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Stoeger, William R.. “Describing God’s Action in the World in Light of Scientific Knowledge of Reality.”

The approach to divine action taken by William Stoeger is to accept with critical seriousness our present and projected knowledge of reality from the sciences, philosophy and other disciplines, including theology which has already developed in response to the sciences. By “critical seriousness,” Stoeger means that this knowledge, though critically assessed by the disciplines themselves, by philosophy and by the other human sciences, does indeed indicate something about the realities it talks about. Stoeger then integrates these results into a roughly sketched theory of God’s action. Implicit here is the methodological problem of how the languages of science and theology are to be integrated.

Next Stoeger employs a philosophical presupposition which he calls a “weakly critical realist” stance. Included are elements of Aristotelianism and Thomism, particularly the notions of primary and secondary causality. These seem to him more adequate to both the scientific and the theological data. They also lead to fewer difficulties in explicating the essential differences between God and God’s cre ation, the relationships between them, and the ideas of divine immanence and transcendence. Stoeger uses the term ‘law’ in the context of both physical processes and free human actions to mean any pattern, regularity, process, or relationship, and its description. ‘Law’ is thus used to describe or explain order. It does not necessarily imply determinism.

Stoeger concludes this section by saying that there are aspects of divine action which we are able to understand better by letting science and theology critically interact. There are other aspects which seem thoroughly resistant to our understanding, particularly the nexus between God and the secondary causes through which God acts, or between God and the direct effects of divine action, such as creatio ex nihilo. The analog of human agency is of some limited help here. However, the principal barrier is that we could only know the critical nexus if we ourselves were divine, or if God revealed such knowledge to us.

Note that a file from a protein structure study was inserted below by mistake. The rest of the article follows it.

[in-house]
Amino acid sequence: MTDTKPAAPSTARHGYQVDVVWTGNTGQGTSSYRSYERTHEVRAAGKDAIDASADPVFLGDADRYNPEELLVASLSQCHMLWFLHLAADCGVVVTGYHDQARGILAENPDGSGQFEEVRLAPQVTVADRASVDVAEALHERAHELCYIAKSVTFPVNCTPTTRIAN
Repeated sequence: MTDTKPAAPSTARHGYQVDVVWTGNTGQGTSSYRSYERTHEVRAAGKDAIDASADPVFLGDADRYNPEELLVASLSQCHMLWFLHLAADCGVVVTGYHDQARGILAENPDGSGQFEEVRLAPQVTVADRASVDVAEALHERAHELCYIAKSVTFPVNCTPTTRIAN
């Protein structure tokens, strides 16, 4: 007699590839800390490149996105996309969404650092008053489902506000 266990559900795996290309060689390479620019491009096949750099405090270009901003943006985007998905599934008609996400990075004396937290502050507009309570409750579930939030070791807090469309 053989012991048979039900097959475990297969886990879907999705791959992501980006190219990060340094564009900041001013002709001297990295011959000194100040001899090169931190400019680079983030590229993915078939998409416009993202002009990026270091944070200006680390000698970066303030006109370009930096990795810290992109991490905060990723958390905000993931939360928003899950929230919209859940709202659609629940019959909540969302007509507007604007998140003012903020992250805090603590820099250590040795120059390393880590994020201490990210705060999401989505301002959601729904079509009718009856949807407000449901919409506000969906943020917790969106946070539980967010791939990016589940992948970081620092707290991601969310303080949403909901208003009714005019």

Turning to the problem of God’s action, Stoeger argues that if God acts through secondary causes it would seem to require the injection of information, and therefore energy, from outside the physical system. Though we cannot rule out such injections, they have never been observed and are unattractive from many points of view. Some scholars try to evade this problem by allowing God to influence events at the quantum level. Stoeger admits that this is a solution, and may in fact be the case, but he finds it unattractive. God’s working through secondary causes is almost always a function of God’s invitation, or response, to persons. To locate such divine action at the quantum level removes it from the level of the personal. It is also unclear whether its intended effects can surface at the level of the complex and the personal.

Stoeger provides no answer to this issue, but he believes that the framework he has established may move us in the right direction. Either there is some injection of information and energy at the level of personal relationships, or God works within what is already given to make the recipient more receptive to what is available. Stoeger prefers the latter, though something of the former may be involved as well. The difficulty with higher regularities subsuming those at the lower-level is that we usually experience the lower level laws as constraining what can be done on a higher level while not being supplanted by them. Nevertheless there is a great deal left under determined by the lower-level constraints within which agents, including God, can function.

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